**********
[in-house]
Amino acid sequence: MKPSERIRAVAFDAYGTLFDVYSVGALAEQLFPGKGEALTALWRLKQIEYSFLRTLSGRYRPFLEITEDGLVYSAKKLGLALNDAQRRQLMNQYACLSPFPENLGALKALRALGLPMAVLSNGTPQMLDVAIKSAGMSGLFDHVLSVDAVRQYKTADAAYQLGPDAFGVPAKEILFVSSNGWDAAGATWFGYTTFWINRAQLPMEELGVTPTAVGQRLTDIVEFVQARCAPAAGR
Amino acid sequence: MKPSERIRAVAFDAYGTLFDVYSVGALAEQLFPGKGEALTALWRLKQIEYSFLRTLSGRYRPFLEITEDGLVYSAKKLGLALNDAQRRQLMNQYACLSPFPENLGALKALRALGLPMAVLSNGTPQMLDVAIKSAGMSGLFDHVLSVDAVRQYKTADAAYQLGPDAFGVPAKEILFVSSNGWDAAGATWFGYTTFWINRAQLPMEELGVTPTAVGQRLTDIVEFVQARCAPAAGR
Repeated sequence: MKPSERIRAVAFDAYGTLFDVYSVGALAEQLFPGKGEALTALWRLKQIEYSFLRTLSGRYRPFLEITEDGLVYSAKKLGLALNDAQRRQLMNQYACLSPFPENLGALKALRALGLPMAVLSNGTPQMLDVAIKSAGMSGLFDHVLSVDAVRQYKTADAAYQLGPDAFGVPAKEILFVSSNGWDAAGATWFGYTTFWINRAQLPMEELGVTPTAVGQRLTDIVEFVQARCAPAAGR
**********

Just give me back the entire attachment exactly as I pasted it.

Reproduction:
[in-house]
Amino acid sequence: MKPSERIRAVAFDAYGTLFDVYSVGALAEQLFPGKGEALTALWRLKQIEYSFLRTLSGRYRPFLEITEDGLVYSAKKLGLALNDAQRRQLMNQYACLSPFPENLGALKALRALGLPMAVLSNGTPQMLDVAIKSAGMSGLFDHVLSVDAVRQYKTADAAYQLGPDAFGVPAKEILFVSSNGWDAAGATWFGYTTFWINRAQLPMEELGVTPTAVGQRLTDIVEFVQARCAPAAGR
Amino acid sequence: MKPSERIRAVAFDAYGTLFDVYSVGALAEQLFPGKGEALTALWRLKQIEYSFLRTLSGRYRPFLEITEDGLVYSAKKLGLALNDAQRRQLMNQYACLSPFPENLGALKALRALGLPMAVLSNGTPQMLDVAIKSAGMSGLFDHVLSVDAVRQYKTADAAYQLGPDAFGVPAKEILFVSSNGWDAAGATWFGYTTFWINRAQLPMEELGVTPTAVGQRLTDIVEFVQARCAPAAGR
Repeated sequence: MKPSERIRAVAFDAYGTLFDVYSVGALAEQLFPGKGEALTALWRLKQIEYSFLRTLSGRYRPFLEITEDGLVYSAKKLGLALNDAQRRQLMNQYACLSPFPENLGALKALRALGLPMAVLSNGTPQMLDVAIKSAGMSGLFDHVLSVDAVRQYKTADAAYQLGPDAFGVPAKEILFVSSNGWDAAGATWFGYTTFWINRAQLPMEELGVTPTAVGQRLTDIVEFVQARCAPAAGR